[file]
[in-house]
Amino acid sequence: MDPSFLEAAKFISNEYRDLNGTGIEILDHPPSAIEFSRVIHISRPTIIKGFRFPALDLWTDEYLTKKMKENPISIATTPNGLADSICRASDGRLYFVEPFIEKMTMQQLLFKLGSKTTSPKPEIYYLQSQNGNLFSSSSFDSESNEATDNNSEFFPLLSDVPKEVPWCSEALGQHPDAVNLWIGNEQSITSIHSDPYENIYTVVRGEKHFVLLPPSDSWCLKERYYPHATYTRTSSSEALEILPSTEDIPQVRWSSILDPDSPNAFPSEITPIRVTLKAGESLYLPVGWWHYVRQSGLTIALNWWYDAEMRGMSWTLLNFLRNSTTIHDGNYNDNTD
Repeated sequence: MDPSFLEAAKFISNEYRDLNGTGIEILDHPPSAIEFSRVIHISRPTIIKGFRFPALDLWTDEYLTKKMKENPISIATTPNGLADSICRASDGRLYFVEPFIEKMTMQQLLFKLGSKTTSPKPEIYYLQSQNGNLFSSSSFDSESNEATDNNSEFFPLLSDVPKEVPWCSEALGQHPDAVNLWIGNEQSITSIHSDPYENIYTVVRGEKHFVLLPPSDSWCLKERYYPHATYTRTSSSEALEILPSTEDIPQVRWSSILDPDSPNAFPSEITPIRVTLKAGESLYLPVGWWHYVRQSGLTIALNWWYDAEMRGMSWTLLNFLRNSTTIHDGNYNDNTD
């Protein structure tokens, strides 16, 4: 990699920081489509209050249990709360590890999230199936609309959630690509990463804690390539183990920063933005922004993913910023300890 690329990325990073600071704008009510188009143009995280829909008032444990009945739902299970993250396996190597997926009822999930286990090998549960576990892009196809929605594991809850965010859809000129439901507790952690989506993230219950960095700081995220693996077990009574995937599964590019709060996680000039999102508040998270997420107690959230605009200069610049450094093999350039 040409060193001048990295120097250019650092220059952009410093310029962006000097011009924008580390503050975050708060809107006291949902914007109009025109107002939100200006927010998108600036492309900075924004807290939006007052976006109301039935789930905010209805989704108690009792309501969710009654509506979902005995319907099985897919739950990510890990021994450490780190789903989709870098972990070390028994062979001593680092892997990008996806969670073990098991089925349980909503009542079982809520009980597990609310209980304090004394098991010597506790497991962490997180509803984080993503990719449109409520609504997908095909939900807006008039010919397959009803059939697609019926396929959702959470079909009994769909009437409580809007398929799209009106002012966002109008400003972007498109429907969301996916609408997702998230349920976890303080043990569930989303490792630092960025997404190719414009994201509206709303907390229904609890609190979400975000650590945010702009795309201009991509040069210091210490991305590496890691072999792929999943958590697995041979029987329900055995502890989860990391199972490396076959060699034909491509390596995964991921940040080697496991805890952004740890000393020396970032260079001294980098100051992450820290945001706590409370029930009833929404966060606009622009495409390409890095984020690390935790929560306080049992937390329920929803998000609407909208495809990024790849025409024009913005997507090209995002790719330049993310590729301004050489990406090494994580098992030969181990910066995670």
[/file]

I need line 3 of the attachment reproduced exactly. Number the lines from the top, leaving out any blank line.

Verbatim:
Repeated sequence: MDPSFLEAAKFISNEYRDLNGTGIEILDHPPSAIEFSRVIHISRPTIIKGFRFPALDLWTDEYLTKKMKENPISIATTPNGLADSICRASDGRLYFVEPFIEKMTMQQLLFKLGSKTTSPKPEIYYLQSQNGNLFSSSSFDSESNEATDNNSEFFPLLSDVPKEVPWCSEALGQHPDAVNLWIGNEQSITSIHSDPYENIYTVVRGEKHFVLLPPSDSWCLKERYYPHATYTRTSSSEALEILPSTEDIPQVRWSSILDPDSPNAFPSEITPIRVTLKAGESLYLPVGWWHYVRQSGLTIALNWWYDAEMRGMSWTLLNFLRNSTTIHDGNYNDNTD